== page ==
Yes Books is very much a staple of Portland. How did you come to own it?
The original owner was Pat Murphy and the store was down on Danforth St. across the hall from the No Cafe, a fairly well known jazz cafe at the time. The bookstore next to No Cafe became Yes Books. Pat was there for about 5-10 years but moved up to Congress St. about 15 years ago. I’ve owned the store for about 10 years, but I’m still sort of getting settled in here.
How do you manage this space?
I’ve tried to maintain a lot of the same spirit, which is the old time-y, bohemian bookstore. However, Pat was very idiosyncratic. I’ve changed certain things such as alphabetizing the books. When Pat was here, he had the idea that if the books were not alphabetized [customers] would have to look harder and then they'd find more books they didn’t know they wanted. I’ve tried to streamline the browsing process, because there’s probably 50,000 books here.
What’s the ethos of Yes Books?
I’m trying to carry on a Portland tradition which started out with Francis O’Brien, a famous Portland bookseller who passed the torch onto Pat and then passed it on to me. Now, I’m here in the 21st century trying to keep the book trade alive.
With the ubiquity of digital media have you noticed a decline in demand for books in their physical form?
Oh yeah, for sure. Not only do we have online book selling, but we’ve got Google, Facebook, Snapchat. There are so many distractions. Who actually sits down and reads a whole book anymore? At the same time you’ve got hyper-marketing for new books. What’s happened is that the window for what gets published and what people buy is shrinking. There are all sorts of books that people don’t need to buy anymore because the Internet has replaced them. For example cookbooks and atlases.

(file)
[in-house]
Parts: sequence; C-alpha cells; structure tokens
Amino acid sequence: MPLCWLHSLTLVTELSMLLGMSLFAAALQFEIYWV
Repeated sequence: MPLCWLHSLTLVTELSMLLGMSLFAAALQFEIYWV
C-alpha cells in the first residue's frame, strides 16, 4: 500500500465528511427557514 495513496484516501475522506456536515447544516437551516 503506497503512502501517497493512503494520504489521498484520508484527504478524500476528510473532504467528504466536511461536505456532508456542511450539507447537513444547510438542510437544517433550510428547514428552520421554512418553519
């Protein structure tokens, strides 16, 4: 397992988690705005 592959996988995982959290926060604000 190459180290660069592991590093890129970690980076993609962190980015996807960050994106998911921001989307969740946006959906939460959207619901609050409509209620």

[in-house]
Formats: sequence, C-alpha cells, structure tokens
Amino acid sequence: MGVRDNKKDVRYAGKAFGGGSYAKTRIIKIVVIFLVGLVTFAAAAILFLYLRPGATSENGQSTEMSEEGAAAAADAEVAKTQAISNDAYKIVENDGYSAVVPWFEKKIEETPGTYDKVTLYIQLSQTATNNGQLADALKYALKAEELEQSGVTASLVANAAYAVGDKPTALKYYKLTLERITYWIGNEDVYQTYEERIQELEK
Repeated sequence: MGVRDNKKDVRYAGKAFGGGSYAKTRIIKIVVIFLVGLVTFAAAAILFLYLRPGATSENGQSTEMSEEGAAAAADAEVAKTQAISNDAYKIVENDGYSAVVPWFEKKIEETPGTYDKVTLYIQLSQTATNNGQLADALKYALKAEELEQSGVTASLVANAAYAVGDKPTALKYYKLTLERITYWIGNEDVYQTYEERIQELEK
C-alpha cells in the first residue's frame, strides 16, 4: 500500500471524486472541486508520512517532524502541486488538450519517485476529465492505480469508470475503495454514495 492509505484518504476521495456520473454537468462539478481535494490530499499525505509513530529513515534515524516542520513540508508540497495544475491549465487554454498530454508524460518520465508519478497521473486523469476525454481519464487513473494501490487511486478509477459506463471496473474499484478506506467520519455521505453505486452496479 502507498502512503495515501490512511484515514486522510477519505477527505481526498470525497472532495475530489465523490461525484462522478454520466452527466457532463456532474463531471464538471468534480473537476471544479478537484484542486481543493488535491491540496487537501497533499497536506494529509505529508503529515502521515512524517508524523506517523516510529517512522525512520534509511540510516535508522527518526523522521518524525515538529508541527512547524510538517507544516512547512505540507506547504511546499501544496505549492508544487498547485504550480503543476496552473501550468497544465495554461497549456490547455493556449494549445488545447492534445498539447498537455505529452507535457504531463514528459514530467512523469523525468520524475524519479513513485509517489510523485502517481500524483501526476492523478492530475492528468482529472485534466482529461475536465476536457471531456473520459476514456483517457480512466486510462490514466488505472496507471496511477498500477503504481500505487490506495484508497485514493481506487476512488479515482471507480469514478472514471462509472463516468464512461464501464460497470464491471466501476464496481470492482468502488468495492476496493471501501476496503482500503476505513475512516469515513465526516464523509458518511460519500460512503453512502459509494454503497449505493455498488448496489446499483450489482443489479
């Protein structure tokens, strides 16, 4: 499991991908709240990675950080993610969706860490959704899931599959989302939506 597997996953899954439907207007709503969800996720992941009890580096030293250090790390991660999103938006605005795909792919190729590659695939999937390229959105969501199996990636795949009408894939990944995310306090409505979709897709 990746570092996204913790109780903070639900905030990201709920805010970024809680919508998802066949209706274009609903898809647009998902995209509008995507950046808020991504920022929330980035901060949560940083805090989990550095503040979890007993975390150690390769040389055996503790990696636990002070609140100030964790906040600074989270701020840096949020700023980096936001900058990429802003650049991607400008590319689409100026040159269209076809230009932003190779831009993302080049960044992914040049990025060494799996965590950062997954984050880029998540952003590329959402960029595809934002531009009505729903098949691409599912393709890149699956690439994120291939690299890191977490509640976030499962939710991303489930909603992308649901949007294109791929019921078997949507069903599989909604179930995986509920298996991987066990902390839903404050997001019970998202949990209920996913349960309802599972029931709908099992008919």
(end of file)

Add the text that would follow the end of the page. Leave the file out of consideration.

Do you worry about young people not appreciating physical books?
Not really. There are so many things to be distracted by, but age-wise, we have young people coming in here all the time. There’s always a group of people that think books are cool, because they are vintage and old school. It’s a lifestyle, and young people are as much into it as the older people are.
But you do sell some works that can’t be found online, right?
It’s more that there are still enough people that appreciate browsing in an actual bookstore. They like to look at their books on their shelves. The whole magic of the book hasn’t gone away.
Does the tactile sensation of holding a book and turning its pages contribute to that magic?
People come in all the time and say they not only love physical books but they even love the smell of them. Books, as a medium, are hard to improve on. It’s been in evolution since the Gutenberg press first introduced the idea of a mass-produced book. It’s down to a science now.
What are you reading these days?
Mostly poetry, philosophy, travel, and history. I don’t read much fiction.
Tell me something you like and dislike about this job.
For me it’s a great job because I get to be a curator of knowledge. The search for great books is something that doesn’t ever end. But then anything that you do every day, all day, forever, can get tiring and boring at times. There’s a certain monotony, like with any job.
Are there any books or literary genres that you don’t carry or aren’t interested in carrying?
A lot of people come in looking for discount romance novels, or Goodwill-type books. We don’t have many of those.
Which three books would you take on a desert island?
I’d take the poetry of René Char, who was probably the most inexhaustible poet. I’d have to take the complete works of Shakespeare, the sonnets and all. After that I don’t know, maybe Ulysses or Finnegans Wake by James Joyce.
Pearls of Portland is a series that focuses on artists, activists, and cultural agents in Maine. Wanna nominate a Pearl? Email firstname.lastname@example.org
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